The prognosis with NVG is guarded and depends on prevention and treatment of NVG early in its course along with treating the underlying disease process. NVG is associated with a high mortality rate.1  The goal of treatment is to reduce ocular pain, prevent further vision loss and prevent NVG from occurring in the fellow eye by identifying the underlying etiology. This goal is critical in helping reduce systemic sequelae, such as mortality. Prevention is key in patients who are diagnosed with diabetes mellitus, arteriosclerosis, atherosclerosis, and hypercoagulability states. These patients should be monitored very closely and risk factors/preventative measures should be discussed with them.

 

Conclusion

Neovascular glaucoma is a visually devastating ocular disease arising from serious etiologies, usually proliferative diabetic retinopathy, central retinal vein occlusion, and ocular ischemic syndrome with potentially serious underlying systemic issues. Team management is essential to prevent pain and vision loss in the affected eye, protect the fellow eye and reduce other end-organ damage and mortality. Our patient demonstrated end-stage neovascular glaucoma secondary to ocular ischemic syndrome despite therapeutic intervention. Going forward for this patient, the goals are comfort OS and preserving vision OD. Co-management with other specialties including primary care, ophthalmology, and cardiology are necessary to not only help obtain these goals but reduce systemic risks overall.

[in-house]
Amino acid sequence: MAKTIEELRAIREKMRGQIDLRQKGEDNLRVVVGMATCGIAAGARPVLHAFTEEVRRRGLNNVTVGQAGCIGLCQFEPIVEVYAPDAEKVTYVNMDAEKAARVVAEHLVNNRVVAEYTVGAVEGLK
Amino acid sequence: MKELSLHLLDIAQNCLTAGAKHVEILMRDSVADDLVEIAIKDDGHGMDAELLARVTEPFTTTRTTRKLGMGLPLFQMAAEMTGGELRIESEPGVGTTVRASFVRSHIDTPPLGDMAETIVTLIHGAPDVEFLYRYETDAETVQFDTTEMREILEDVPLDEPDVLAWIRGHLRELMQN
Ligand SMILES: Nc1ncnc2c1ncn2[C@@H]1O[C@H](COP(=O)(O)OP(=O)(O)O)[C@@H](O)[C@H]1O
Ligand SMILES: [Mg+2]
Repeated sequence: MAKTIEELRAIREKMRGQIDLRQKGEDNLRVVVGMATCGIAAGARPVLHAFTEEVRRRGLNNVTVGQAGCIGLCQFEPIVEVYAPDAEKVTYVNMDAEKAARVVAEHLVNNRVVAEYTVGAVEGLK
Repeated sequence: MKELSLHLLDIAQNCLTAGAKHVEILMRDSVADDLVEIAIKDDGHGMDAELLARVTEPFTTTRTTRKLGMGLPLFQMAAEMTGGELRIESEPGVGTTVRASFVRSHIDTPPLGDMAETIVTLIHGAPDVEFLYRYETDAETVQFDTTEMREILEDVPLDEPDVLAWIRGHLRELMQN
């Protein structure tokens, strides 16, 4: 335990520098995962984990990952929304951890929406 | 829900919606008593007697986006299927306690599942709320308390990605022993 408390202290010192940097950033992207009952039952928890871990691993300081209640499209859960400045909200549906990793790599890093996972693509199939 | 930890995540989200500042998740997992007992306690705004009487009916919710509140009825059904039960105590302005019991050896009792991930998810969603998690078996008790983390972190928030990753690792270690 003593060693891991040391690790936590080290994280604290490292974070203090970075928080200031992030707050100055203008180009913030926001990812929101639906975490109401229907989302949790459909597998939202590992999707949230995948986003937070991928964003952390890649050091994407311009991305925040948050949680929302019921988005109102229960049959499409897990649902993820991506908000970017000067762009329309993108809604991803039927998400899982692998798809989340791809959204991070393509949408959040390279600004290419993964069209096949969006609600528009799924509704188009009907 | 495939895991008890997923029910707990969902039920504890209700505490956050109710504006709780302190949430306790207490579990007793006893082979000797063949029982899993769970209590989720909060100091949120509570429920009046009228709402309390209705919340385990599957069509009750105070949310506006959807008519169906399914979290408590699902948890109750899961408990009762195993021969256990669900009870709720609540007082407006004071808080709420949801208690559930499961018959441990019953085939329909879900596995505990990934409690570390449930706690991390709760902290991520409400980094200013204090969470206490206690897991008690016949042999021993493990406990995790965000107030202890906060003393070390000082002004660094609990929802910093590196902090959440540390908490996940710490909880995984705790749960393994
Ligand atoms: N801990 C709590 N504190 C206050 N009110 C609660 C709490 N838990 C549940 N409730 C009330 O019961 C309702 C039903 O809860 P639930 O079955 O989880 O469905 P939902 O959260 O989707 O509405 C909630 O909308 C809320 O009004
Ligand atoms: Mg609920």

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Veteran Affairs Finger Lakes Healthcare System | Rochester, NY

Dr. Gottehrer completed her Ocular Disease residency in 2017 and her fellowship from American Academy of Optometry in 2018. She currently practices at Veteran Affairs Finger Lakes Healthcare System and enjoys sharing teaching case reports with her peers. Hobbies include spending time with her pets and traveling.